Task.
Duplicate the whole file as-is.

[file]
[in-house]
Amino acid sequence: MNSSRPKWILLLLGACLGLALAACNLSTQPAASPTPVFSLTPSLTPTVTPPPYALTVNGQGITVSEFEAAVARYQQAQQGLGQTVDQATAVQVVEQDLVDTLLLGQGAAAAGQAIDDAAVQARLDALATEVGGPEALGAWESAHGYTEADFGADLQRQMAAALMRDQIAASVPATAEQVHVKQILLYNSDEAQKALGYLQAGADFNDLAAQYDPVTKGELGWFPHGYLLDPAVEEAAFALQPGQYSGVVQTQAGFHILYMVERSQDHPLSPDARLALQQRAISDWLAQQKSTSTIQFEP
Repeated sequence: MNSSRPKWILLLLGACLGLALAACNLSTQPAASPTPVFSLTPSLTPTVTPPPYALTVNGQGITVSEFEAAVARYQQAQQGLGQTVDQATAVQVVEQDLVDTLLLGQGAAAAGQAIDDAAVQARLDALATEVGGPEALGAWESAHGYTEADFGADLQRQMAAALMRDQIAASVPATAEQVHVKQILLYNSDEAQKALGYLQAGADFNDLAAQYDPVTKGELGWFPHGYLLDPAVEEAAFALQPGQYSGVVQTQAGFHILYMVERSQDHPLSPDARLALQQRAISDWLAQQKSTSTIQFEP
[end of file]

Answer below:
[in-house]
Amino acid sequence: MNSSRPKWILLLLGACLGLALAACNLSTQPAASPTPVFSLTPSLTPTVTPPPYALTVNGQGITVSEFEAAVARYQQAQQGLGQTVDQATAVQVVEQDLVDTLLLGQGAAAAGQAIDDAAVQARLDALATEVGGPEALGAWESAHGYTEADFGADLQRQMAAALMRDQIAASVPATAEQVHVKQILLYNSDEAQKALGYLQAGADFNDLAAQYDPVTKGELGWFPHGYLLDPAVEEAAFALQPGQYSGVVQTQAGFHILYMVERSQDHPLSPDARLALQQRAISDWLAQQKSTSTIQFEP
Repeated sequence: MNSSRPKWILLLLGACLGLALAACNLSTQPAASPTPVFSLTPSLTPTVTPPPYALTVNGQGITVSEFEAAVARYQQAQQGLGQTVDQATAVQVVEQDLVDTLLLGQGAAAAGQAIDDAAVQARLDALATEVGGPEALGAWESAHGYTEADFGADLQRQMAAALMRDQIAASVPATAEQVHVKQILLYNSDEAQKALGYLQAGADFNDLAAQYDPVTKGELGWFPHGYLLDPAVEEAAFALQPGQYSGVVQTQAGFHILYMVERSQDHPLSPDARLALQQRAISDWLAQQKSTSTIQFEP